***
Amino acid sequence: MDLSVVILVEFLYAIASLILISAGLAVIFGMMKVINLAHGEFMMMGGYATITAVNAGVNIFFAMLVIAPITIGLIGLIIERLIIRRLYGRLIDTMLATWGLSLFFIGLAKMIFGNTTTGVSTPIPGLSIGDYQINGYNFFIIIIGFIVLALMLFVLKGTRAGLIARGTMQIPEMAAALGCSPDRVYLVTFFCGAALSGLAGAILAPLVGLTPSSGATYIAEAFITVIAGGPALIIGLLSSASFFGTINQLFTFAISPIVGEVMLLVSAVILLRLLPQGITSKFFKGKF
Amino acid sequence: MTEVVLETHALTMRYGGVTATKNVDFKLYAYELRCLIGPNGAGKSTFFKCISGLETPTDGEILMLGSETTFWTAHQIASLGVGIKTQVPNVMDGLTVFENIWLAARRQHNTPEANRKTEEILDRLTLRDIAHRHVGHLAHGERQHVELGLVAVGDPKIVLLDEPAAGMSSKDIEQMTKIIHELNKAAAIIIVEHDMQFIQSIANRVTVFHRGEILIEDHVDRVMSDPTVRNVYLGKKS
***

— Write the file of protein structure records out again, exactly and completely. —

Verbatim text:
Amino acid sequence: MDLSVVILVEFLYAIASLILISAGLAVIFGMMKVINLAHGEFMMMGGYATITAVNAGVNIFFAMLVIAPITIGLIGLIIERLIIRRLYGRLIDTMLATWGLSLFFIGLAKMIFGNTTTGVSTPIPGLSIGDYQINGYNFFIIIIGFIVLALMLFVLKGTRAGLIARGTMQIPEMAAALGCSPDRVYLVTFFCGAALSGLAGAILAPLVGLTPSSGATYIAEAFITVIAGGPALIIGLLSSASFFGTINQLFTFAISPIVGEVMLLVSAVILLRLLPQGITSKFFKGKF
Amino acid sequence: MTEVVLETHALTMRYGGVTATKNVDFKLYAYELRCLIGPNGAGKSTFFKCISGLETPTDGEILMLGSETTFWTAHQIASLGVGIKTQVPNVMDGLTVFENIWLAARRQHNTPEANRKTEEILDRLTLRDIAHRHVGHLAHGERQHVELGLVAVGDPKIVLLDEPAAGMSSKDIEQMTKIIHELNKAAAIIIVEHDMQFIQSIANRVTVFHRGEILIEDHVDRVMSDPTVRNVYLGKKS